Imagine you are Iranian. And I offer you to rent a country which has a balcony on the Mediterranean, a border with Syria, a border with Israel for, I don’t know, $1 billion. Would you take it or not? And — and now the Iranians did the same. And when you imagine that Tehran has 15 million person, what is Lebanon? They can rent it for $1 billion per year, or per month, even. It’s not a big investment.

JM: Yeah. That’s a very good good point.

JM: You know… I can’t drop — in here and in a week’s time understand Lebanon, Beirut, Mount Lebanon, Hezbollah. I can understand just little bits. But you have lived here for much of your life, so I wonder what is the thing that you’re still trying to figure out about Lebanon?

LS: It’s not about Lebanon. Lebanon is important because it’s a place where multiple kind of experimentation can be done. But to be serious — Lebanon by itself does not make a lot of sense. Lebanon is important because of its — neighboring to Syria, to Israel, to the Mediterranean. And we have this chance to be living in this kind of enclave. And I think that this enclave has to implode one day. I wish what’s happening in Syria will lead, in the long term, of a real pacification. Which makes Lebanon closer to Turkey, to Europe. I wish that we can reach a kind of long term truce with Israel, so that we start thinking regionally, you know?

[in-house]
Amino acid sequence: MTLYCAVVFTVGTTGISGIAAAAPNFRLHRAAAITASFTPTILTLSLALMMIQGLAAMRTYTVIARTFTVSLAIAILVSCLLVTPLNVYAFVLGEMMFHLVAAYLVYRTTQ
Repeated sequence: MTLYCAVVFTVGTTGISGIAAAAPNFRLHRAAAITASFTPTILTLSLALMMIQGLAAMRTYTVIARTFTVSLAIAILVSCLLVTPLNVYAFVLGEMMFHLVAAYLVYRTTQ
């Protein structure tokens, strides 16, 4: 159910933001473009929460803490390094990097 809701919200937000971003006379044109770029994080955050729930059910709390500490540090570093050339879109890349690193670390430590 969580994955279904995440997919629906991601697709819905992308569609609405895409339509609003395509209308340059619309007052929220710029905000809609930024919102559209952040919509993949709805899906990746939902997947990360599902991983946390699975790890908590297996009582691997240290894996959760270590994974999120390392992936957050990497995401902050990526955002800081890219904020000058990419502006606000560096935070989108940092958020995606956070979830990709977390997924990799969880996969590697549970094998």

Cypress is, I don’t know, 100 kilometers far. It’s idiotic to have to have our small Mare Nostrum becoming a kind of — military swimming pool. So I think that Lebanon is interesting as a possibility of implosion which could make the region more integrated.

JM: Interesting. When we started with talking about your title, one of the things that you threw out was that you were an activist. And activists tend to agitate. Is what you’re doing here agitating someone? Your neighbors? Hezbollah? How do they feel about you?